Last year's earthquake in Tokyo made Super Mario 3D Land better
At GDC today, Koichi Hayashida, director of the recent Super Mario 3D Land for the 3DS, explained how the devastating earthquake and series of aftershocks that hit Japan last year helped him and his team create a better game.
Hayashida recalled that when the most powerful earthquake, one of the top five in world history, shook Japan on March 11, 2011, he feared he wouldn't survive the ordeal. At the time of the event Nintendo EAD Tokyo were developing Super Mario 3D Land, and the earthquake stalled development for a week. "We weren't sure whether we would be able to continue development in Tokyo at all," he said.
In the wake of the deaths and destruction, the team wasn't certain work could continue to be enjoyable. Despite the stress and pervading feeling of helplessness, they decided that "bringing smiles to the faces of people with a fun game by the end of this year is maybe something only we can do."
"I am so very proud of our team," he said. "Enjoying work was a great source of strength for me after the earthquake."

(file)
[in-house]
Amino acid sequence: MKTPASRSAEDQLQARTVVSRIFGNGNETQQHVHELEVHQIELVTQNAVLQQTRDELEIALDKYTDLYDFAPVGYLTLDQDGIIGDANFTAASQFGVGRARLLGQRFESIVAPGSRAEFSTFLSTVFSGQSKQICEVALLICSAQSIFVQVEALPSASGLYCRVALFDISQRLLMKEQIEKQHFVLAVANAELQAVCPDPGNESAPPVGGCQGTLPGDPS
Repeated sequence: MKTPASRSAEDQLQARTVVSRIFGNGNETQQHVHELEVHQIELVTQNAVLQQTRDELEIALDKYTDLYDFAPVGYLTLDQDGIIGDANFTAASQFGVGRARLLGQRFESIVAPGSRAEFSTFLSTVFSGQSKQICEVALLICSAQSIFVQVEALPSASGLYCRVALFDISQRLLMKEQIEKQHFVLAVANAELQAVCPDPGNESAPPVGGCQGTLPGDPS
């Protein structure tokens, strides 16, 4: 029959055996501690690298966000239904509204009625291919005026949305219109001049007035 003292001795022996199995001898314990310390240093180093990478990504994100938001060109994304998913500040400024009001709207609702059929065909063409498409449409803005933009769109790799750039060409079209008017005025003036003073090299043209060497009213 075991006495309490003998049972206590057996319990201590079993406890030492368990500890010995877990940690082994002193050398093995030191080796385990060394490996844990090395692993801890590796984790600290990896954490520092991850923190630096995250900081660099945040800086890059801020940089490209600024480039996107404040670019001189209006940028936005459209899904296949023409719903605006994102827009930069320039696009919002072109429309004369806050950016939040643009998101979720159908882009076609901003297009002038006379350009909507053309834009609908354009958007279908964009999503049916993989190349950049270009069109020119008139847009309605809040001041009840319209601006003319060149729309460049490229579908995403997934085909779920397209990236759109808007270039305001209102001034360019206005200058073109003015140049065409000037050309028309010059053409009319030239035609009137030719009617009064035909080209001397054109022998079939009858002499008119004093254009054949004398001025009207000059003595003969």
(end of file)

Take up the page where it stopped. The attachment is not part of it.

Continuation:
Instead of working alone at their desks, the team met once a week to playtest the game. The change in tactic, Hayashida believes, led to a better finished product. "Enjoying making something leads to making something enjoyable."
The release of Super Mario 3D Land ultimately had a much more profound impact on the people of Japan than gamers in America. One Japanese player even wrote the team, expressing his sincere appreciation and thanking the team for their efforts:
"This game has been like a light finally shining into what has been such a depressing time," he told the developers. "I feel like this game has given me the power to go on living. ... It's helped me remember pure feelings from a more innocent time."
It's easy to get caught up in the whirlwind of video game news and releases each month, but Hayashida's story reminds us that games are, at their core, supposed to be fun. But it's not every day that they bring hope.